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now, a land invasion may not have been the right answer but saddam hussein was firing at american planes patrolling iraqi skies under international law. he was denying u.n. weapons inspectors access to sites where we thought there would be weapons of mass destruction. he was killing his own people. the biggest mistake we made was leaving iraq without a follow-on force against sound military advice. there's two things going on in the mideast that people need to understand. a fight for the heart and soul of the islamic faith. radical imlawsists are a small minority. we need to decide with the 95% who would live in peace with us to destroy this ideology and people in the middle east are no longer living in dictatorships for our convenience. to those who think this is is a temporary problem or brought it on ourselves, you don't know what you're talking about. we got hit in 2001 two years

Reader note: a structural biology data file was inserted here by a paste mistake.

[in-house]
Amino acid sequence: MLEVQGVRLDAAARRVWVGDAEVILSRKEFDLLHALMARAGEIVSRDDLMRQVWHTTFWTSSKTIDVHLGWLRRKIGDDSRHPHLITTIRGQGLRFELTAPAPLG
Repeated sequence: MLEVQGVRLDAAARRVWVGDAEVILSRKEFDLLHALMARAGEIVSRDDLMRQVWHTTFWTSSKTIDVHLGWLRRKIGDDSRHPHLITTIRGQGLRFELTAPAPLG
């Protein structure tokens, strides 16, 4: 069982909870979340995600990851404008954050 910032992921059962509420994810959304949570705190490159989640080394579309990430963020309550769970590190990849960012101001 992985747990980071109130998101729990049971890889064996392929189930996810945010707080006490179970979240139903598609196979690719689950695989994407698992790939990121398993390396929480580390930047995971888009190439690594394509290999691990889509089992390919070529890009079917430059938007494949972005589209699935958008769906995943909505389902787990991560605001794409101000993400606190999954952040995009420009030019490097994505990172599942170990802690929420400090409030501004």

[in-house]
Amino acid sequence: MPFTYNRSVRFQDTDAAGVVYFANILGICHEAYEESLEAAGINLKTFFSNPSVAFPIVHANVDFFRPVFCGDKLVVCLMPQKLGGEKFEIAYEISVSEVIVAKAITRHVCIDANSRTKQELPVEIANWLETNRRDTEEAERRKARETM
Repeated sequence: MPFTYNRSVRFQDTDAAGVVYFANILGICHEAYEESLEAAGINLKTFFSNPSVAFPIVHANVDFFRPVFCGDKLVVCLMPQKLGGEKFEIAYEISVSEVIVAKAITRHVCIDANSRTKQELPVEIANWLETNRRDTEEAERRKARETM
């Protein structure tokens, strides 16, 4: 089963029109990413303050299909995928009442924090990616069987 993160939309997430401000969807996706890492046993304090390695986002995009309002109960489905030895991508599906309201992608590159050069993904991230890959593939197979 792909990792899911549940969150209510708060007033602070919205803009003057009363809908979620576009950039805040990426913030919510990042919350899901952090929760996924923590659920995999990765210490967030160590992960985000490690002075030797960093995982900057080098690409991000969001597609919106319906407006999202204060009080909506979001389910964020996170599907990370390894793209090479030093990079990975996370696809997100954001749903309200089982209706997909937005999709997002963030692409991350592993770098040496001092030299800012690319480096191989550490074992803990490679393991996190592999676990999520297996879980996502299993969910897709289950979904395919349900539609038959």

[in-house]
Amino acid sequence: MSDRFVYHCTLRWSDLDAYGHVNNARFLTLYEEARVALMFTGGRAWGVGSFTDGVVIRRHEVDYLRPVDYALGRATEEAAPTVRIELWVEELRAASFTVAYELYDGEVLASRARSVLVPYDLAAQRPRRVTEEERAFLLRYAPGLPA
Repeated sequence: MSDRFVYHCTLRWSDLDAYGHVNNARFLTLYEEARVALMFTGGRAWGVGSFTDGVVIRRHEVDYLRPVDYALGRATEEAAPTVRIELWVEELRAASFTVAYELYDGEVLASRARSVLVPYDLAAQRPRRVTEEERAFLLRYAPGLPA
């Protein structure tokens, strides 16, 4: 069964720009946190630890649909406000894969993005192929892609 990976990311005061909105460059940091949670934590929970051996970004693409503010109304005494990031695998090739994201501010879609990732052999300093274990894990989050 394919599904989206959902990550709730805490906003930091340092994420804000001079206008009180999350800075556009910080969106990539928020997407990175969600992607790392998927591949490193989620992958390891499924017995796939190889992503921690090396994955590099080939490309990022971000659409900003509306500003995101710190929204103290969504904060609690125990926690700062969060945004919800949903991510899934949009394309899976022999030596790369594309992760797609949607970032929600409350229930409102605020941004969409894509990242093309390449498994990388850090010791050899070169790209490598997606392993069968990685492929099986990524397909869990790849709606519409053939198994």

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before we invaded iraq. didn't have one soldier, an embassy, one dime of aid going into afghanistan and a they hit us anyway, because this is a religious war. not caused by iraq or libya. >> but saddam hussein had nothing to do with 9/11. >> well he had a lot to do in terms of destabilizing the region. he had invaded his neighbor was violating u.n. mandates about inspecting items as part of the, ending the first gulf war, was shooting at american aircraft patrolling the skies over iraq as part of a no-fly zone he was gassings kurds. i am glad he is gone. at the end of the day, i blame president obama for the mess in iraq and syria, not president bush. >> you don't say president bush made a major blunder in going to war against saddam hussein, if you had to do it all over again, you would have done the same thing? is that what you're saying? >> i'm saying i don't know if i would have done a ground invasion to get rid of saddam hussein, knowing the intelligence of him was faulty.